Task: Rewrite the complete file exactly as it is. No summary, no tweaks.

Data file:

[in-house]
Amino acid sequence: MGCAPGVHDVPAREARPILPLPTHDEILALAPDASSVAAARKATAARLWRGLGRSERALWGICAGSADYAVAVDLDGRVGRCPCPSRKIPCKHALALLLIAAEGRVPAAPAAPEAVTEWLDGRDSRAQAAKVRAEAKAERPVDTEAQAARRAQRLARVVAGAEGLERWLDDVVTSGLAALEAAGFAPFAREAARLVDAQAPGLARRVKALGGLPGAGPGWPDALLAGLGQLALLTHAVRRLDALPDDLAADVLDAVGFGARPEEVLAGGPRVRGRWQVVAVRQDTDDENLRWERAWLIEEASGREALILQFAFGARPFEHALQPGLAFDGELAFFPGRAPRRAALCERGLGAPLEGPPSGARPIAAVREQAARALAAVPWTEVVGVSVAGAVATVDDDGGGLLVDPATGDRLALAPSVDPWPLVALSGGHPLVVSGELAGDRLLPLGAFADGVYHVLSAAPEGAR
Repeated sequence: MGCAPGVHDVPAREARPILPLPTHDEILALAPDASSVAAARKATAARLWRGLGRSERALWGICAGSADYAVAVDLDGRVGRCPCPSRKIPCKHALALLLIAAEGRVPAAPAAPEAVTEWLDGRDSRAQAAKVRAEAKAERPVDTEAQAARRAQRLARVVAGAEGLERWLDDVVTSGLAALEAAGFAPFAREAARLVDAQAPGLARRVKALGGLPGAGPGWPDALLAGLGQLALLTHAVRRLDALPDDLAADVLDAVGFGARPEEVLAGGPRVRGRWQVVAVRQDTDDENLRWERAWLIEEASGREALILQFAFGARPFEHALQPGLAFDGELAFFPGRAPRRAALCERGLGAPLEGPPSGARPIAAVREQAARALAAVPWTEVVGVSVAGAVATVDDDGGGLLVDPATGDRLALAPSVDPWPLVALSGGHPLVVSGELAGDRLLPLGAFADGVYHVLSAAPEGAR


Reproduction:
[in-house]
Amino acid sequence: MGCAPGVHDVPAREARPILPLPTHDEILALAPDASSVAAARKATAARLWRGLGRSERALWGICAGSADYAVAVDLDGRVGRCPCPSRKIPCKHALALLLIAAEGRVPAAPAAPEAVTEWLDGRDSRAQAAKVRAEAKAERPVDTEAQAARRAQRLARVVAGAEGLERWLDDVVTSGLAALEAAGFAPFAREAARLVDAQAPGLARRVKALGGLPGAGPGWPDALLAGLGQLALLTHAVRRLDALPDDLAADVLDAVGFGARPEEVLAGGPRVRGRWQVVAVRQDTDDENLRWERAWLIEEASGREALILQFAFGARPFEHALQPGLAFDGELAFFPGRAPRRAALCERGLGAPLEGPPSGARPIAAVREQAARALAAVPWTEVVGVSVAGAVATVDDDGGGLLVDPATGDRLALAPSVDPWPLVALSGGHPLVVSGELAGDRLLPLGAFADGVYHVLSAAPEGAR
Repeated sequence: MGCAPGVHDVPAREARPILPLPTHDEILALAPDASSVAAARKATAARLWRGLGRSERALWGICAGSADYAVAVDLDGRVGRCPCPSRKIPCKHALALLLIAAEGRVPAAPAAPEAVTEWLDGRDSRAQAAKVRAEAKAERPVDTEAQAARRAQRLARVVAGAEGLERWLDDVVTSGLAALEAAGFAPFAREAARLVDAQAPGLARRVKALGGLPGAGPGWPDALLAGLGQLALLTHAVRRLDALPDDLAADVLDAVGFGARPEEVLAGGPRVRGRWQVVAVRQDTDDENLRWERAWLIEEASGREALILQFAFGARPFEHALQPGLAFDGELAFFPGRAPRRAALCERGLGAPLEGPPSGARPIAAVREQAARALAAVPWTEVVGVSVAGAVATVDDDGGGLLVDPATGDRLALAPSVDPWPLVALSGGHPLVVSGELAGDRLLPLGAFADGVYHVLSAAPEGAR